OEMs are generally right to retreat from general outsourced maintenance and other similar services. But not because this business is inherently problematic or too far away from core technology, but because they cannot win. This is a battle of physical footprint and competitive advantage lies with others.
Over the past 9 months, at least 4 major manufacturing companies have decided to divest significant service activities:
In Sep 2014, Johnson Controls (JC) announced it would divest its US$ 4.3 billion Global Workplace Solutions, a Facilities Management business –which accounts for fully 10% of its revenue. In the same month, Voith in Germany sold its DIW Instandhaltung, mainly a Facilities Management business, with 6,000 employees to Strabag, a construction group, and went even further in Feb 2015 by announcing the initiation of a sales process for its Voith Industrial Services division, an industrial maintenance outsourcing business focused mainly on automotive and process industries (rev. EUR 1.2 billion, 18,000 employees) -as part of a far reaching restructuring plan. In Aug 2014, ABB sold its Full Service (maintenance outsourcing – now Quant Service) business to Nordic Capital, a private equity firm. Earlier, in 2012, Caterpillar sold a majority of its parts logistics and services business (now Neovia Logistics) to Platinum Equity, another private equity firm, and announced last year that it would divest the remaining 35%.
It is of course interesting to note that buyers are either construction firms, eager to complement engineering/construction offerings with services to diversify revenue base and reduce fluctuations from economic / investment cycles, much as Bilfinger Berger, Hochtief or Vinci have done in Europe or URS and KBR in US, or private equity groups hoping perhaps to capitalize on potential consolidation of the market for maintenance and other industrial services.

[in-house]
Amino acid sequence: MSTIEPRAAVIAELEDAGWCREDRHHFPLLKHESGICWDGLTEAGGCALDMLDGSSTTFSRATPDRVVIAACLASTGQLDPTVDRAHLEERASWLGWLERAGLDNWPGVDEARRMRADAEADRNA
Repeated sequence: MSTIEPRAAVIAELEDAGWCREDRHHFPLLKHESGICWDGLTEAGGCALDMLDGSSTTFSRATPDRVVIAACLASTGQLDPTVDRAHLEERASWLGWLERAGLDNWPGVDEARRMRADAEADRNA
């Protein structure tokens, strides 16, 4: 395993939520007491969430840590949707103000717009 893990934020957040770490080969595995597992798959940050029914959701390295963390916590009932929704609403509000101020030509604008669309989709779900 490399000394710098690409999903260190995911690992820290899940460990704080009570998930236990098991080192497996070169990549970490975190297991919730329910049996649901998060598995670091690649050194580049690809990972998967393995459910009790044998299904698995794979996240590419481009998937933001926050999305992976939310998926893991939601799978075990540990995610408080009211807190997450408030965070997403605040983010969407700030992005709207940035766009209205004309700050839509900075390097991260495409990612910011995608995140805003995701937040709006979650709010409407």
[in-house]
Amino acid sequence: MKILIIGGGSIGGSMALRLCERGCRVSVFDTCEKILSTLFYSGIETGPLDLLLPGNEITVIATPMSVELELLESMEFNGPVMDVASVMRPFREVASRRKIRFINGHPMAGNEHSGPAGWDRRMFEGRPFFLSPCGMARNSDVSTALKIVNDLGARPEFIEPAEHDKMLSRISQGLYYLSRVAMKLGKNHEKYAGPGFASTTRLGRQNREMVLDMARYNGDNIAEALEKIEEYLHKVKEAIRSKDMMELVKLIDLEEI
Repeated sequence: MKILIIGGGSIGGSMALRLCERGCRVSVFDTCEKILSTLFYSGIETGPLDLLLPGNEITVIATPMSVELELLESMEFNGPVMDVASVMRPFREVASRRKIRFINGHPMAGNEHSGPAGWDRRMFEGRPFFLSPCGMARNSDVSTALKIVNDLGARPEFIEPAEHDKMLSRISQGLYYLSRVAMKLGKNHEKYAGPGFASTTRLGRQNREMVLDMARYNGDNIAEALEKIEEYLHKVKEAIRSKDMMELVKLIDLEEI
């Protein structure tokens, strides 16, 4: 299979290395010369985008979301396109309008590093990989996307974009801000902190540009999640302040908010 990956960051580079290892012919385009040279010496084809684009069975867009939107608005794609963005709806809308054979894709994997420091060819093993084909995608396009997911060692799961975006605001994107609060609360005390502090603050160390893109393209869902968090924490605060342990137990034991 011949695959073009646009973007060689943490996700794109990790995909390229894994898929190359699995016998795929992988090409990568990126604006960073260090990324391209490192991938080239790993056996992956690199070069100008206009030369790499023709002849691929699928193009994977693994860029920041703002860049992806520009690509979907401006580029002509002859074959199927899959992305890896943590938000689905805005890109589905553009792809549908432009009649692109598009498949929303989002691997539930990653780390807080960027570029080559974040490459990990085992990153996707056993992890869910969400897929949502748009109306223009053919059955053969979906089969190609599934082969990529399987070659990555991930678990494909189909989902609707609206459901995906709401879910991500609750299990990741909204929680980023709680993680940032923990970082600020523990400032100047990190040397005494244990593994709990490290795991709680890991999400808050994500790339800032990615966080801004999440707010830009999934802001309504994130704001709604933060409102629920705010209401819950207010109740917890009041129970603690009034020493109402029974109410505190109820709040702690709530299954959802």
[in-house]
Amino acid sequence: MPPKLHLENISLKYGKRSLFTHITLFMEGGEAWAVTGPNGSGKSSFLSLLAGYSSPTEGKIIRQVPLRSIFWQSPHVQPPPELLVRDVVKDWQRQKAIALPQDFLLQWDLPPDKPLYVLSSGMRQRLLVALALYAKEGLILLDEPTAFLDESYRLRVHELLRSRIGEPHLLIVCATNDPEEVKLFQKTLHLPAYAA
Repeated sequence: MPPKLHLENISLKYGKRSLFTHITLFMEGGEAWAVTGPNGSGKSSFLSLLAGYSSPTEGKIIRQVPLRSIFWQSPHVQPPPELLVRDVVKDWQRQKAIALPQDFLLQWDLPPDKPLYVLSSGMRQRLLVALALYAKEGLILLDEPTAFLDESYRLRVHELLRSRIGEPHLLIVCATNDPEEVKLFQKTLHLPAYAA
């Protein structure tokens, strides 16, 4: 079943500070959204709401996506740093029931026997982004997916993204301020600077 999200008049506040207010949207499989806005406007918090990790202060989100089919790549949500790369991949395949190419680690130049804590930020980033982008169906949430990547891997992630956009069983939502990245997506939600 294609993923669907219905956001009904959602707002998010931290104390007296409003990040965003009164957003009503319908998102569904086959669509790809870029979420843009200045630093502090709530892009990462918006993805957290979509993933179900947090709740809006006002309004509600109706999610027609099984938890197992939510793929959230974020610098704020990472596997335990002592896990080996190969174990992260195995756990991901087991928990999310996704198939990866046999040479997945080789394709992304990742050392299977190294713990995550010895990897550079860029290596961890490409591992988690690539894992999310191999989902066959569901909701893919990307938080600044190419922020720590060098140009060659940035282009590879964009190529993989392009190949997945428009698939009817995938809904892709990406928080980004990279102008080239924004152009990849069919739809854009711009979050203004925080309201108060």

Nevertheless, what is even more interesting in this supposed era of servitization, i.e. where companies are urged to increase services, is the reasoning behind the divestments. Perhaps not all services are “equal”. The companies justified their decisions based on “portfolio streamlining” and “core business” arguments. According to JC: “As we’ve focused to understand what is needed to win long-term, it is clear that GWS is really an exclusively service-based business and not core to our manufacturing, engineering and product-based portfolio.” In the case of Voith: “Management [will] shift the Group’s focus clearly toward its technological engineering expertise and initiate a sales process. The Voith Industrial Services business model comprises labor-intensive services largely performed at client sites and based on customers’ specific know-how and process knowledge”. Similarly ABB: “ABB is divesting this business because of limited synergies with ABB’s core portfolio”.
Of course financial considerations played a role. For example, according to a Forbes article, GWS revenues have recently declined and margins are very low, in the 1-2% range. Assuming a similar situation in the other cases is not unreasonable. Even though such businesses tie up only limited capital, low margins combined with high labor intensity and associated risks are not necessarily attractive for companies whose self-perception is as a technology leader -usually associated with capital intensive automation rather than labor. In addition the initial expectations of product “pull-through” through this type of services were not realized, mainly because most customers require service providers to be product agnostic and neutral.
This development is not limited to the mentioned companies. Others have preceded them and many others have decided not to go down the outsourcing route at all, whether maintenance or other industrial processes, or to limit their engagement to providing services only for their own or closely related asset base.